Austrian court defers ruling on Fritzl move to regular prison, lawyer says

By Thomson Reuters Apr 30, 2024 | 8:04 AM

KREMS AN DER DONAU, Austria (Reuters) – An Austrian court on Tuesday deferred a ruling on whether the country’s most infamous living criminal, 89-year-old incestuous rapist Josef Fritzl, could be transferred to regular prison from a prison psychiatric unit, his lawyer said.

A transfer could eventually pave the way for his conditional release from prison altogether, and his lawyer Astrid Wagner has said she would apply for such a release soon afterwards.

Fritzl, who has now changed his name, raped his daughter as he held her captive for 24 years, fathering her seven children.

“The panel of judges decided to issue a written ruling,” Wagner told reporters on leaving a hearing in the prison where Fritzl is being held. Further evidence was presented on his mental and physical condition and his suitability for transfer.

She said the evidence made it likely the court would rule in favour of a transfer but that the ruling would only be issued in the coming days.

The case attracted worldwide attention when it came to light in 2008.

He has been in a prison for “mentally abnormal” inmates since his conviction in 2009 for incest, rape, enslavement, coercion and the murder, by neglect, of his newborn son in a dungeon he secretly built under his home.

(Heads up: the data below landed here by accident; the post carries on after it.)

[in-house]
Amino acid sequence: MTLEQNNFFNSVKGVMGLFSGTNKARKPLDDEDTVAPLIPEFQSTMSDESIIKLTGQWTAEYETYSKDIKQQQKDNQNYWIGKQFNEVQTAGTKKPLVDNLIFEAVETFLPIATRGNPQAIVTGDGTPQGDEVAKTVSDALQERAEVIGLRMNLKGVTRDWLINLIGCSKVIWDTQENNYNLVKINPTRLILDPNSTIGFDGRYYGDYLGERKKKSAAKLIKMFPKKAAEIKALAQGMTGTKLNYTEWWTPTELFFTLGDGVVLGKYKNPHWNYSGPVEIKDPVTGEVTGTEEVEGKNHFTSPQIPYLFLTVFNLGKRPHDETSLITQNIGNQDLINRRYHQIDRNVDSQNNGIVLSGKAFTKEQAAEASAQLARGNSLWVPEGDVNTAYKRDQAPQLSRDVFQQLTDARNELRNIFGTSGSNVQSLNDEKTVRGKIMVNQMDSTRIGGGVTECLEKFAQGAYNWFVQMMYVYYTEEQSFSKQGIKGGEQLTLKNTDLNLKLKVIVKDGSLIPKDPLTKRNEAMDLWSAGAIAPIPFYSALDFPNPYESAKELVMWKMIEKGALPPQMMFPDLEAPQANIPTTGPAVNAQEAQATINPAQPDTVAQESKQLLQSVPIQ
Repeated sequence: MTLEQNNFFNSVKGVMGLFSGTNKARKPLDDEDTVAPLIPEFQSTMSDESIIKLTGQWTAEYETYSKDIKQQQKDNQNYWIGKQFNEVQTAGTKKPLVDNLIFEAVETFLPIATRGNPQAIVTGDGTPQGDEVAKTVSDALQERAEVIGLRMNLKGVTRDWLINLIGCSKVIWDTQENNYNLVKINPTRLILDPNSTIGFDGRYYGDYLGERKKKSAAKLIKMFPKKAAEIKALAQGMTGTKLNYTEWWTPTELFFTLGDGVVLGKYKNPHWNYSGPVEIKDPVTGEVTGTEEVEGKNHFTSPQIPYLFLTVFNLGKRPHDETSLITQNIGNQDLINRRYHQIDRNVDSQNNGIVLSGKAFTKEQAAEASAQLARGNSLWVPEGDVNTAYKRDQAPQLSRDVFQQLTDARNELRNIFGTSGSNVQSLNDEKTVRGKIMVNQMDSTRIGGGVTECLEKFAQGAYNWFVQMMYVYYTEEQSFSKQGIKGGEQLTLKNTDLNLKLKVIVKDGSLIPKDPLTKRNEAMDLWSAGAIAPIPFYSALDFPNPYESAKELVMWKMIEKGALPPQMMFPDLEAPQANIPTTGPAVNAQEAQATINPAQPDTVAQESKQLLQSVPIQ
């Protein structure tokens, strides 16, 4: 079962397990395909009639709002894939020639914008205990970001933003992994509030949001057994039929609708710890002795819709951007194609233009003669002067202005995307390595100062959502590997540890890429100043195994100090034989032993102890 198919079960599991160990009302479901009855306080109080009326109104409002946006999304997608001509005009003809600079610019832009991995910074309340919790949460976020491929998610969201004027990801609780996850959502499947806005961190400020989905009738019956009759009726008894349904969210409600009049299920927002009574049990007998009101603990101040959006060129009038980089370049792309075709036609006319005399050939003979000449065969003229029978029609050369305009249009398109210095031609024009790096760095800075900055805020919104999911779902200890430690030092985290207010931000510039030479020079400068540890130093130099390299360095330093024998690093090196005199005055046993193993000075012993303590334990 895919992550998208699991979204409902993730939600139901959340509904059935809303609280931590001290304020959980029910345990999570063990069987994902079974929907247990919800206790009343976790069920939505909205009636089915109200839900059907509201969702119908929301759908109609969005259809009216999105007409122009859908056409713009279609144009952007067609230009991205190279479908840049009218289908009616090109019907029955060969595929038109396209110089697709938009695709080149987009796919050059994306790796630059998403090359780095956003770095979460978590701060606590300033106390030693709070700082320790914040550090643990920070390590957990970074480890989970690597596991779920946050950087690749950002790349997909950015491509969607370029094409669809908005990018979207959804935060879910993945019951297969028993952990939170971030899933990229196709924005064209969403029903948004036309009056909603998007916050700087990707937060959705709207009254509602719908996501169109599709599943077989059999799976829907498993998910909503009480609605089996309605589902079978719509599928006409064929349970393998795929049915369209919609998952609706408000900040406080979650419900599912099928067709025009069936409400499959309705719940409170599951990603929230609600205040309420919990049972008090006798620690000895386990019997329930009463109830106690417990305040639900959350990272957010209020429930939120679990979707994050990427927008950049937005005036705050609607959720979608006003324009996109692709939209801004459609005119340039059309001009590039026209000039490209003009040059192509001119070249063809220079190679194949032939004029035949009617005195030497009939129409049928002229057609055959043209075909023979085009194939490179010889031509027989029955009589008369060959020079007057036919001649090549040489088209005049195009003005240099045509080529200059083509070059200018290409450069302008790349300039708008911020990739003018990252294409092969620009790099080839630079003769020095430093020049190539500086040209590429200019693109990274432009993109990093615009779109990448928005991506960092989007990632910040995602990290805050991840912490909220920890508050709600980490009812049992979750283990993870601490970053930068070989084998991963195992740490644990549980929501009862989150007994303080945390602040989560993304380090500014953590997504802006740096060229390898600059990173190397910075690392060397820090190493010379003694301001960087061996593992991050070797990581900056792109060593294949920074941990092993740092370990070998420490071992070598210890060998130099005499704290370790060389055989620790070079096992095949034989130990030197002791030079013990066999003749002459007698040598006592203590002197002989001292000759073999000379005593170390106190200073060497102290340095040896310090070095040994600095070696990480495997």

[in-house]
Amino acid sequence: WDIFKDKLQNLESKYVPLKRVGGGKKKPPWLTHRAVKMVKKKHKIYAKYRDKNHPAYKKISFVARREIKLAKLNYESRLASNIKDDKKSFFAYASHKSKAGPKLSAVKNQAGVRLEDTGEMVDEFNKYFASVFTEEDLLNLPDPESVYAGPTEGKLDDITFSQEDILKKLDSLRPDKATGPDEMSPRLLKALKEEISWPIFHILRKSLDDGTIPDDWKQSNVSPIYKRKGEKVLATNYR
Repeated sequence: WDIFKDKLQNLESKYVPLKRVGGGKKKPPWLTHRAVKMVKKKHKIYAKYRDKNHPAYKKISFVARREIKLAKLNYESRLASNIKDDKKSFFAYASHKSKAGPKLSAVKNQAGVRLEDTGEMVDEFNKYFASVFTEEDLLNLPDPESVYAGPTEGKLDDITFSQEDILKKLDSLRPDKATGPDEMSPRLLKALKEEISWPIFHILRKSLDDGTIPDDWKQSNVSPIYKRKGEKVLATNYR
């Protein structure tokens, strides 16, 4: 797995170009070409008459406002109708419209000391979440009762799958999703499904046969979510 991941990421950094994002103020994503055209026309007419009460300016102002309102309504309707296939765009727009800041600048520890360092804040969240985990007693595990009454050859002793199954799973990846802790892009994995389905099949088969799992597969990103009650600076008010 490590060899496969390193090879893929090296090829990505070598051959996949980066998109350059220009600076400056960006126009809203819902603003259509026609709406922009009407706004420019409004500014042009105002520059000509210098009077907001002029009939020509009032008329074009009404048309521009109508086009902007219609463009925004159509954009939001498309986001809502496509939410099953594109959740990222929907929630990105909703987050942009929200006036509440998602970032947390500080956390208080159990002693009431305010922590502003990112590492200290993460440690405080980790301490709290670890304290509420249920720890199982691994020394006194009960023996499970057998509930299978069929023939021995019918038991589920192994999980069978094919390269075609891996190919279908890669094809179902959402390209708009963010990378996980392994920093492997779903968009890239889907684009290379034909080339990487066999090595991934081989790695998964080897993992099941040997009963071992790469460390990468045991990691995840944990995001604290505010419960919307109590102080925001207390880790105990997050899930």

At a hearing in a courthouse in the same town of Krems an der Donau near Vienna in January, the court allowed Fritzl’s transfer, only for a higher court to overturn that decision in March, ruling that “the facts necessary for such a conditional release had not yet fully been established”.

It sent the case back to the first court, ordering it to gain a fuller picture of Fritzl’s suitability for a transfer. That evidence was presented on Tuesday.

Fritzl was sentenced to life in a prison psychiatric unit 15 years ago, in March 2009, with a reassessment of his condition due 15 years later.

Fritzl’s lawyer Wagner has said that given his frailty and the onset of dementia he no longer poses a threat of re-offending. He also expressed deep regret for what he had done, she said.

(Reporting by Francois Murphy; Editing by Angus MacSwan)